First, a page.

A large majority of model forecasts predict Sea Surface Temperatures (SSTs) to return to near normal in the Central Pacific though a La Nina advisory remains in effect by now. During the last 4 weeks, SSTs continue to be below average across the Equatorial Pacific Ocean. However, the margin of cooling is gradually dropping and may turn zero-zero in another 3- 4 weeks to coincide with the arrival of monsoon over the Indian Sub Continent.
La Nina projection continues to wield a spike halfway through the monsoon season and the consistent pattern over the last few months rules out any meaningful warming of the Central and East Pacific. The Nino index 3.4 is hosted in the Central Pacific and is the principal measure for monitoring, assessing, and predicting ENSO. This also remains the base value for the 9 months long projection for historical perspective. A cool Pacific means the SSTs do not breach the 0-degree Celsius mark to cross over to the warm segment. Also, the ENSO configuration is shared between 'Neutral' and 'La Nina' markers. El Nino at best may have token presence limited to less than 15%.
Indian Ocean Dipole (IOD) is defined by the difference in SSTs between the eastern and western tropical Indian Ocean. A warm equatorial Arabian Sea as compared to the right flank over Indonesian waters of the Indian Ocean will spell out a +ve IOD. Even neutral IOD with a score between zero-zero and +0.4 degrees celsius is considered good for the monsoon rains. Weekly SSTs in the Indian Ocean are warmer than average and the warm anomalies have increased in strength over the past fortnight. IOD is neutral now and the latest weekly value of the index to 09th May was +0.34 degrees celsius, a marginal increase from its previous fortnight value of +0.32 degrees celsius. Fluctuation in the forecast projection may be large as the model forecast is not reliable at this time of the year. Accuracy improves as the monsoon season advances and can generally be trusted after the southwest monsoon establishes over the Indian subcontinent.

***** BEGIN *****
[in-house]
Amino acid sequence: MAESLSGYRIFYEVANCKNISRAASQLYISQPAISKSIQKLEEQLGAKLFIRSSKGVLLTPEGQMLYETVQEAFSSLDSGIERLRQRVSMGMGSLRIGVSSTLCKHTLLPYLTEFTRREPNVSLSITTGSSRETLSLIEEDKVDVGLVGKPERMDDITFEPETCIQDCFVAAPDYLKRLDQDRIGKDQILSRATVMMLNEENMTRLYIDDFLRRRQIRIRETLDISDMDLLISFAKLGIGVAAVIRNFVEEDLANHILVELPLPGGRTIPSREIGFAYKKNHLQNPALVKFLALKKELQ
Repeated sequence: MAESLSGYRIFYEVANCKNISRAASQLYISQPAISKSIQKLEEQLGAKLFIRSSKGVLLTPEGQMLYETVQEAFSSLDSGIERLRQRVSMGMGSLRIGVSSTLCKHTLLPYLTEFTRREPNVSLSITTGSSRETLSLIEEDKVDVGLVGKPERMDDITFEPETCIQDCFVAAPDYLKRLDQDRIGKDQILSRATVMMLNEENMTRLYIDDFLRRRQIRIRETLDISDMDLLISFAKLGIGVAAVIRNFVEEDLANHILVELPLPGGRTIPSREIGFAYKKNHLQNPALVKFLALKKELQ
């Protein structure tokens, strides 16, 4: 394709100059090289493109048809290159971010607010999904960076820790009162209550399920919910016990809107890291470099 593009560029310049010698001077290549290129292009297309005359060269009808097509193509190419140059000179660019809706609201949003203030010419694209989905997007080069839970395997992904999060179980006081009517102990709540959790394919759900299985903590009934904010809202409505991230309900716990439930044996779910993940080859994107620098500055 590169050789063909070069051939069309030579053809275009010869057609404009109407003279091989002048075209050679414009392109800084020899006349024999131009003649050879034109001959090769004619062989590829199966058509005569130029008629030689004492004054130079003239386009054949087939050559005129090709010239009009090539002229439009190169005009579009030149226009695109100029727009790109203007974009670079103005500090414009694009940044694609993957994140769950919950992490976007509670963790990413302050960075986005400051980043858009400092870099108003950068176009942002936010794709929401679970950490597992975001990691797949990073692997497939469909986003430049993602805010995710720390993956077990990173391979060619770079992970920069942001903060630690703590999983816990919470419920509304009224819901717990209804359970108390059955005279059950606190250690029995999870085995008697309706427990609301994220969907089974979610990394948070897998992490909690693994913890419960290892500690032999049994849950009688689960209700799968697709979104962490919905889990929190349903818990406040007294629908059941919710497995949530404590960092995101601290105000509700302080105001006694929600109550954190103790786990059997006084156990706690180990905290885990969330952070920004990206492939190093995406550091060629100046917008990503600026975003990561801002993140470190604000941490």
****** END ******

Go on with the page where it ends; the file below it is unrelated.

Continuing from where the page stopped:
Marginally cool Pacific negating El Nino and the warm Arabian Sea with borderline +ve IOD can lead to a promising season. Despite various forecasts and numerical model estimates, the monsoon could still remain mysterious. After all it has to prove its reputation.